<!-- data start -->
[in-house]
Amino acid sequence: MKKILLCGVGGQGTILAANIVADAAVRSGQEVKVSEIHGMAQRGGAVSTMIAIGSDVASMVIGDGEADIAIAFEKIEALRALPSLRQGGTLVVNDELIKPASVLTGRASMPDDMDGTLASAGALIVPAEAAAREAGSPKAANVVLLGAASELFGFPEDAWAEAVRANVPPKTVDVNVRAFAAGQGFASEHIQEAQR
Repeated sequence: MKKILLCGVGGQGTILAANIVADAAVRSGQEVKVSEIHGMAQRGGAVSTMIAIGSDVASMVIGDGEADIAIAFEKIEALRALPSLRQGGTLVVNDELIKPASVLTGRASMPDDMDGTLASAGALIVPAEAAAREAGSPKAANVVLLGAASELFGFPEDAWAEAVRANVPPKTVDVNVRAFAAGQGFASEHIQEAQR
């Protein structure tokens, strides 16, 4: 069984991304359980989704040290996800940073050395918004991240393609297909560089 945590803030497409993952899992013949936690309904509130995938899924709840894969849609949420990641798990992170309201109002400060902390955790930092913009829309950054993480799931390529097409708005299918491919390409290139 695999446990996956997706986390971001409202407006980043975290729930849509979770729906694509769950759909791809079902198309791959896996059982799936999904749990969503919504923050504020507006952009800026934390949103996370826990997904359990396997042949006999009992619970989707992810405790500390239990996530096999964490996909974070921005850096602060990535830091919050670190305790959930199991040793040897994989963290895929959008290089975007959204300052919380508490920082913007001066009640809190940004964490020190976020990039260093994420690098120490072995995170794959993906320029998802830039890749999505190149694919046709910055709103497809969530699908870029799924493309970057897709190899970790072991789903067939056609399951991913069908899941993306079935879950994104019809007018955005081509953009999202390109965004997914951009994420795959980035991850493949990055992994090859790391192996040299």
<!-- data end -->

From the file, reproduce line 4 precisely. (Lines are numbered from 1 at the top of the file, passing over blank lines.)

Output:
């Protein structure tokens, strides 16, 4: 069984991304359980989704040290996800940073050395918004991240393609297909560089 945590803030497409993952899992013949936690309904509130995938899924709840894969849609949420990641798990992170309201109002400060902390955790930092913009829309950054993480799931390529097409708005299918491919390409290139 695999446990996956997706986390971001409202407006980043975290729930849509979770729906694509769950759909791809079902198309791959896996059982799936999904749990969503919504923050504020507006952009800026934390949103996370826990997904359990396997042949006999009992619970989707992810405790500390239990996530096999964490996909974070921005850096602060990535830091919050670190305790959930199991040793040897994989963290895929959008290089975007959204300052919380508490920082913007001066009640809190940004964490020190976020990039260093994420690098120490072995995170794959993906320029998802830039890749999505190149694919046709910055709103497809969530699908870029799924493309970057897709190899970790072991789903067939056609399951991913069908899941993306079935879950994104019809007018955005081509953009999202390109965004997914951009994420795959980035991850493949990055992994090859790391192996040299």